Surprising Stars rise on the fly
All those surprised by the Dallas Stars raise your hand.
Yes, I am typing with one hand, with the other held high. I, for one, didn't think they could bring all the parts together and play a fast enough game to make the top eight in the ultra-competitive Western Conference. Not only do the Stars look like a playoff team, they lead the Pacific Division and have yet to lose in regulation this month, posting a 6-0-1 record.
There is a lot of credit to spread around, but GM Joe Nieuwendyk heads the list. Some of the moves he made last season are now having a major impact and his recent subtle touches have likewise been astute. Bringing in Marc Crawford to coach at the beginning of the 2009-10 season looks better now than it ever did. Crawford favors up-tempo aggressive hockey and that's what he's preached to the Stars from the outset.
Good coaches analyze and adjust, and even one with more than 500 wins and a Stanley Cup on his resume has to modify things based on the personnel at hand. "This year, we took a step back -- made sure we were sound defensively first," Crawford explains. "It has always been the identity of this franchise as constructed by Bob Gainey and through Ken Hitchcock. We maybe got a little ahead of ourselves, so we changed the order of our focus this season and we've made strides."
Crawford is quick to point out that goaltender Kari Lehtonen's strong start "gave our team confidence early" and helped create the overall mindset that success was possible. The former second overall pick in the 2002 draft inked a new three-year deal worth $10.65 million after coming over from the Atlanta Thrashers in a trade late last season. Lehtonen's 12-game audition with the Stars (6-4, 2.81 GAA, .911 save pct.) led to that new contract even though his arrival was awkward with incumbent Marty Turco still in the fold. But Turco is gone now and Lehtonen is already a 20-game winner.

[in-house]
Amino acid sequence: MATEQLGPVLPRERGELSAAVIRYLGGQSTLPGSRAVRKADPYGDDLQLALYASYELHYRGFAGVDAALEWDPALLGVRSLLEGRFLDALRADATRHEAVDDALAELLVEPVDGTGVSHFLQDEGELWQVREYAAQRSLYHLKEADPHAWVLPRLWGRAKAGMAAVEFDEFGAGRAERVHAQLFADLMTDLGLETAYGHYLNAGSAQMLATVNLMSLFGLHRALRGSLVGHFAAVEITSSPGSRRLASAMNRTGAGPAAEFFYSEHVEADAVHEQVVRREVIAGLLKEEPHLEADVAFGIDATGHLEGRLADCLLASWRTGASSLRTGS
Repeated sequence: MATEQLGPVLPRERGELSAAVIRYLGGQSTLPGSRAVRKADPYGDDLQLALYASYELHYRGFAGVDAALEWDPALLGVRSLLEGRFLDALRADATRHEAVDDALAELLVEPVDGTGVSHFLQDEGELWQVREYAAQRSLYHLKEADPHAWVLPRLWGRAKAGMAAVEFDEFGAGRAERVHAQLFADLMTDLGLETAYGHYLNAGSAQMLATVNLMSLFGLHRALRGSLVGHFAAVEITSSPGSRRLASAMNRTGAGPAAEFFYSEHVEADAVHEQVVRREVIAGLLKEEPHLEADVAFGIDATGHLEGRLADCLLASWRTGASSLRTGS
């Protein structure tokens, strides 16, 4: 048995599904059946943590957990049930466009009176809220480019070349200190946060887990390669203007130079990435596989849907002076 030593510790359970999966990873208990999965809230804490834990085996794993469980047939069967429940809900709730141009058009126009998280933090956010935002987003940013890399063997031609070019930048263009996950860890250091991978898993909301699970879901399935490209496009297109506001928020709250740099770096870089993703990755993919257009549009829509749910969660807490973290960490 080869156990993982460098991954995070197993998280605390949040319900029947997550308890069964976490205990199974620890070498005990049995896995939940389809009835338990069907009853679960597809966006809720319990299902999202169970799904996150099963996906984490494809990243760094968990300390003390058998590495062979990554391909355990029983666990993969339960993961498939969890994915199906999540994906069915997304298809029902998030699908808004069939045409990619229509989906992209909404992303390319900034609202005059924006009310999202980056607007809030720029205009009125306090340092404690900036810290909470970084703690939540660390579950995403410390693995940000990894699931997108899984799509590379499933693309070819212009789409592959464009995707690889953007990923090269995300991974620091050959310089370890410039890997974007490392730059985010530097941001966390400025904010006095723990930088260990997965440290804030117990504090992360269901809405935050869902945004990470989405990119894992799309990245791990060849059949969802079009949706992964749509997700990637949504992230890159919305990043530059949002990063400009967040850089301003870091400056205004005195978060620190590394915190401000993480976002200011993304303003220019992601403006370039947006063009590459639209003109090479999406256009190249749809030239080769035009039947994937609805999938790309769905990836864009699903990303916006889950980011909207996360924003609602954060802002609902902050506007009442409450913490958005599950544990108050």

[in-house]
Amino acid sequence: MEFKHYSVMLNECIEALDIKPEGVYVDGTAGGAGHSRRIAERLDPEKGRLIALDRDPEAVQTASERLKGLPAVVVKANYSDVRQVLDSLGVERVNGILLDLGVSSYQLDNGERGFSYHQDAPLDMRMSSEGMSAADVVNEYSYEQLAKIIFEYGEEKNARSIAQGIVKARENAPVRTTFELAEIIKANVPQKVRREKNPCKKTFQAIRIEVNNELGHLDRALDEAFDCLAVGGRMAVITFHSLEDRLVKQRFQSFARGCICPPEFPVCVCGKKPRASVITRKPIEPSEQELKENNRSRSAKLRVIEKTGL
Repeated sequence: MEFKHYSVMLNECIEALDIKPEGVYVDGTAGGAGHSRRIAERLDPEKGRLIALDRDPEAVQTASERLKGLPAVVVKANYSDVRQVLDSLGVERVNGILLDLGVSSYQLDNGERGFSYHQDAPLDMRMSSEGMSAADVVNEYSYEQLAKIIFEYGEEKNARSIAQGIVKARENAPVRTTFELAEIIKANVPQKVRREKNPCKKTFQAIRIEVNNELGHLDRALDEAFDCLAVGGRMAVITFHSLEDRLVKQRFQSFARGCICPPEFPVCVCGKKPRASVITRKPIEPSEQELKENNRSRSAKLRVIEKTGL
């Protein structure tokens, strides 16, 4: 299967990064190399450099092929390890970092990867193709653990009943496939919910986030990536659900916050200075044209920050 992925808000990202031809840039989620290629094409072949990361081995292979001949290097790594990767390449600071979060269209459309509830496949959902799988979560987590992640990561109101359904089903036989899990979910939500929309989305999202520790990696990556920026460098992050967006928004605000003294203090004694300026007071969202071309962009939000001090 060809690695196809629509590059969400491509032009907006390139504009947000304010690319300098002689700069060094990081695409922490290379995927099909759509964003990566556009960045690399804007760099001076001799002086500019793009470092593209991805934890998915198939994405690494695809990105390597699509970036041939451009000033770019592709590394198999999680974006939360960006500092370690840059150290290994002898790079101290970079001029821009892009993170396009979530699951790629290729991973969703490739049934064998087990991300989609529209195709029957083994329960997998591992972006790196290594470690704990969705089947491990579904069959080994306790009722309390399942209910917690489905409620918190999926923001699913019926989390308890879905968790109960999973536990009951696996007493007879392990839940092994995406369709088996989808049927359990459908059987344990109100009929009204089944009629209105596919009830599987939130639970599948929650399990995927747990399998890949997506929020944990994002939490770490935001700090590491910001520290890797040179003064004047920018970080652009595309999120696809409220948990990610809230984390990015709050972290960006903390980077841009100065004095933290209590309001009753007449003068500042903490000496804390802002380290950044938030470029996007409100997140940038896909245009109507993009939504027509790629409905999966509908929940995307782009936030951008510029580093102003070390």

And if Lehtonen's strong season is due in part to a new start, good health (finally) and a level of professional maturity that comes with time, backup Andrew Raycroft has similarly found a sanctuary in Dallas. After winning the Calder Trophy as the NHL's best rookie in 2004, Raycroft has led a nomadic existence, but is now seemingly comfortable in the role of playing when needed. Both reclamation projects give the Stars a goaltending tandem that is relatively young and inexpensive but with plenty of NHL experience.
More recently, Nieuwendyk acquired veteran Jamie Langenbrunner to add proven grit and leadership and he scored his first goal since rejoining the Stars in his 1,000 NHL game. Langenbrunner, who has a knack for playing his best in big situations, has always been more valuable come playoff time. So, his main value will come later, but the message to the rest of the team was obvious: we can win now as well as in the springtime. It was a decisive move with purpose and it rings positively throughout the locker room.
With centerman Brad Richards having a season that should garner Hart Trophy consideration and Mike Ribeiro finally accepting his second-center status and playing a team game, the Stars are solid in the middle. Both are premier playmakers who fit perfectly with the Stars' big wingers led by captain Brendan Morrow. With Loui Eriksson (who is currently on a 10-game point streak), James Neal, Jamie Benn and Langenbrunner, the Stars have two potent scoring lines. All but Eriksson are big bodies at over 200 pounds -- and he is a lanky 6' 3", 190-pounder himself -- who can grind and get to the net.
The defense? Well, that was the area that I thought would be the Stars' undoing. But they've gotten strong play out of the group and the goaltending has muted some shortcomings. But coach Crawford's approach this season has limited the exposure of his team's perceived weakness, and don't be surprised if GM Nieuwendyk makes another move to enhance the depth of his blueline corps. And that is why the Stars have had such a fine first half-plus. They've identified who they are and addressed it along they way in order to be the team they want to be. They havn't been flashy, just impressive -- even more so in their subtlety.
Make no mistake. These Dallas Stars are a good team. We can all put our arms down now and watch them continue to compete and succeed the rest of the way.